To address climate change and achieve sustainability, we must adopt a holistic approach encompassing environmental concerns and social equity. This means recognising the intersectionality of climate change, which not only affects the environment but also exacerbates existing social disparities. Genuine solutions must go beyond individual actions and address the underlying economic barriers preventing equitable access to sustainable practices. This includes initiatives such as providing affordable transportation options, establishing community gardens in underserved areas, and developing innovative technologies that make sustainable products accessible to all.

A fair and inclusive transition toward a sustainable future requires a commitment to strengthening social justice to achieve climate solutions that everyone, not just a select few, can adopt and popularise. By recognising and addressing these barriers, we can create a more equitable world where sustainability is not a privilege but a possibility for all.


Greenwashing further complicates the issue and requires businesses to adopt comprehensive and transparent strategies. The deceptive practice of overstating a product's environmental merits introduces complexity to pursuing genuine sustainability. Whether it's H&M and Primark's dubiously labelled "green" ranges or companies employing vague claims without substantial evidence, discerning between authentic efforts and mere marketing tactics proves challenging. Businesses must embrace strategies that ensure accountability for the claims they make to uphold the integrity of environmental and social goals.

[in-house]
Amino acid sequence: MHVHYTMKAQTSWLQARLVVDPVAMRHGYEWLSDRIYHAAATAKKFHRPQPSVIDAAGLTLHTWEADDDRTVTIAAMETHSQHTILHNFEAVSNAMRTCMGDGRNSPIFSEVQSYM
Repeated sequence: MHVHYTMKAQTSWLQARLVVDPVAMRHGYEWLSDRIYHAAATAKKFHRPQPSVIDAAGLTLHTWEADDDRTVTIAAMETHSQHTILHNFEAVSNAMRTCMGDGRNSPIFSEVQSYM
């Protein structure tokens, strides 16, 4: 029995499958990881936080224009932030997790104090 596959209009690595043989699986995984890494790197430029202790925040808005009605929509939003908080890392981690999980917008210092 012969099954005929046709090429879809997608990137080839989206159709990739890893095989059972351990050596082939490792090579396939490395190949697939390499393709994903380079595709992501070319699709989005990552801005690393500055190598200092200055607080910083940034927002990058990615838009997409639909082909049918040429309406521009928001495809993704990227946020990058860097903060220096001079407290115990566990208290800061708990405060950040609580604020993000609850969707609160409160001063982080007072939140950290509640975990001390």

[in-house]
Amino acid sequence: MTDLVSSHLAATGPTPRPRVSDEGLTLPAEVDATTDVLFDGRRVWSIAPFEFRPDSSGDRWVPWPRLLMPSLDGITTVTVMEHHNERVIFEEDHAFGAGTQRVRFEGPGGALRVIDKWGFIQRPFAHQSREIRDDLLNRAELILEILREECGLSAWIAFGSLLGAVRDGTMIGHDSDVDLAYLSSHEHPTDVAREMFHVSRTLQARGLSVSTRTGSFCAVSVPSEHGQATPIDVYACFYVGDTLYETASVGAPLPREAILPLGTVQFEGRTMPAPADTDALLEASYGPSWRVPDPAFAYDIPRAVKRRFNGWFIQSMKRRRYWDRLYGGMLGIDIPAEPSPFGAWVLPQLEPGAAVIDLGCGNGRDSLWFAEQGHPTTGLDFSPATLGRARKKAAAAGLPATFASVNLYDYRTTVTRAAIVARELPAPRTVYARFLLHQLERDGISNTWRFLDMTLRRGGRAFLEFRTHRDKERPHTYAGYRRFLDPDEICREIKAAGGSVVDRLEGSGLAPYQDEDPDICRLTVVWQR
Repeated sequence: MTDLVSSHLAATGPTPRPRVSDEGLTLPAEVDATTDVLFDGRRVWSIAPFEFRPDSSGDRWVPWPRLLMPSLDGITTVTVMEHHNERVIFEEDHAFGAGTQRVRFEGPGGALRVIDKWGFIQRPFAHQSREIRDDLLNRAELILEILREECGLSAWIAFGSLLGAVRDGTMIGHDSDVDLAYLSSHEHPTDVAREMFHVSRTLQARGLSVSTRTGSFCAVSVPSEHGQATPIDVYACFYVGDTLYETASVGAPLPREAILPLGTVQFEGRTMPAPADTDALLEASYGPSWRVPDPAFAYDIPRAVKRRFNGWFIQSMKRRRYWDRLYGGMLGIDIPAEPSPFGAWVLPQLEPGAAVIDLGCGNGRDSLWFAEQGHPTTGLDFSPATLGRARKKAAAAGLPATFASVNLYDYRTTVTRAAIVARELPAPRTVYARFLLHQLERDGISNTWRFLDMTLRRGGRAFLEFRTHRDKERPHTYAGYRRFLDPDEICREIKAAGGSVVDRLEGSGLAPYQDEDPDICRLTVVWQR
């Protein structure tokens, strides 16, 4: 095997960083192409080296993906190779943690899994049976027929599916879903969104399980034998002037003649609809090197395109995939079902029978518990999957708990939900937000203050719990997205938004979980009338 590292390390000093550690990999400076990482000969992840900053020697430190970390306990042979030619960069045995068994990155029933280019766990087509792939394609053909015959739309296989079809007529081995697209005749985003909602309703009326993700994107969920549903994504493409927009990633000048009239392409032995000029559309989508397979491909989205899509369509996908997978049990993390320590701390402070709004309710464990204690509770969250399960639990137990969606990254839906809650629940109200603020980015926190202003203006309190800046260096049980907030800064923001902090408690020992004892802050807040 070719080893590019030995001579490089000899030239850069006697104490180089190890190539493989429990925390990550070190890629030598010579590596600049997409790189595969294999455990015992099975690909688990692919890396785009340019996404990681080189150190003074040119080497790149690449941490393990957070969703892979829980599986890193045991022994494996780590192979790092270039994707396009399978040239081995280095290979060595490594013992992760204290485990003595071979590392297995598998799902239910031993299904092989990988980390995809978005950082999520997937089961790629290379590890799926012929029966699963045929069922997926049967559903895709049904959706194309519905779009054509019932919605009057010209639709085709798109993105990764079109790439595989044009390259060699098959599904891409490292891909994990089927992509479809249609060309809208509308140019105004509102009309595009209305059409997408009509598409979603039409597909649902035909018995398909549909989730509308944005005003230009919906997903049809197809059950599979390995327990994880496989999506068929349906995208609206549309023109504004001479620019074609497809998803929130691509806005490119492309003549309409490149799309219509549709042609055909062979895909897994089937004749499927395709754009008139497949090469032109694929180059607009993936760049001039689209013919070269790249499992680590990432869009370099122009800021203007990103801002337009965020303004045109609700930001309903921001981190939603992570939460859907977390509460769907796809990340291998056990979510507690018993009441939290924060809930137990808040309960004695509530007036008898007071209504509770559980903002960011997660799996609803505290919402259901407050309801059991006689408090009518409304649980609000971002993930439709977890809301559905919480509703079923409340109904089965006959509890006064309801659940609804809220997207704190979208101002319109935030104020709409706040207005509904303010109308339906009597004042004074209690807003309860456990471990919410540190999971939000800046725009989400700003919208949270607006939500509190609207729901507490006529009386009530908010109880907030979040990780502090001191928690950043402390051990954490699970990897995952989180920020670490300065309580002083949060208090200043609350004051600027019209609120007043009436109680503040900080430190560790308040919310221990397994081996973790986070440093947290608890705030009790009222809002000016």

What is the solution?

FuturePlus supports businesses in integrating sustainability into their operations, products, services, and supply chains. We provide the tools and support to gain a deeper understanding of impactful activities by measuring, managing, reporting, and improving their environmental and social impact, as well as the ability to communicate this to stakeholders transparently. With concerted effort, businesses can meet and exceed their sustainability commitments.

It is important to note that actions are not isolated; they build on one another to create ripple effects, nudging culture and behaviour change in the right direction. However, understanding our goals and impact, measuring what is valuable, and consistently managing the process to ensure we meet our aims is paramount. Businesses are often challenged with the question, "Are the incremental actions truly impactful, or do they merely scratch the surface of a much deeper issue?" Through evaluation, continual learning, and a commitment to sustainability, businesses can navigate the complexities and ensure their actions lead to meaningful and lasting change.

Want to know more? Reach out to FuturePlus for guidance on authentic and impactful sustainability solutions.